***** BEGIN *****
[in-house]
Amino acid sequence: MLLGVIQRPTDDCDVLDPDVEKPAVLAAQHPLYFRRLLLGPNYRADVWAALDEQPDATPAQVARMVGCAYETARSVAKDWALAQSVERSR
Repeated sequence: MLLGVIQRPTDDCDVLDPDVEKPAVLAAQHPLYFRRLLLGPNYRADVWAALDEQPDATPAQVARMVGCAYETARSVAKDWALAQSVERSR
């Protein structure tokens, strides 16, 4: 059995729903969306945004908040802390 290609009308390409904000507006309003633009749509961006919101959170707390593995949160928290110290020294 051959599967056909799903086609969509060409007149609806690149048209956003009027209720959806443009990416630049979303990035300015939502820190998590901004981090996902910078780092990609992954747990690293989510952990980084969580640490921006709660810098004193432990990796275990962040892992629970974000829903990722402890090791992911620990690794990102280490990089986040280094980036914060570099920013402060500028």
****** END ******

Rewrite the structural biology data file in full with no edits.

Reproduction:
[in-house]
Amino acid sequence: MLLGVIQRPTDDCDVLDPDVEKPAVLAAQHPLYFRRLLLGPNYRADVWAALDEQPDATPAQVARMVGCAYETARSVAKDWALAQSVERSR
Repeated sequence: MLLGVIQRPTDDCDVLDPDVEKPAVLAAQHPLYFRRLLLGPNYRADVWAALDEQPDATPAQVARMVGCAYETARSVAKDWALAQSVERSR
């Protein structure tokens, strides 16, 4: 059995729903969306945004908040802390 290609009308390409904000507006309003633009749509961006919101959170707390593995949160928290110290020294 051959599967056909799903086609969509060409007149609806690149048209956003009027209720959806443009990416630049979303990035300015939502820190998590901004981090996902910078780092990609992954747990690293989510952990980084969580640490921006709660810098004193432990990796275990962040892992629970974000829903990722402890090791992911620990690794990102280490990089986040280094980036914060570099920013402060500028």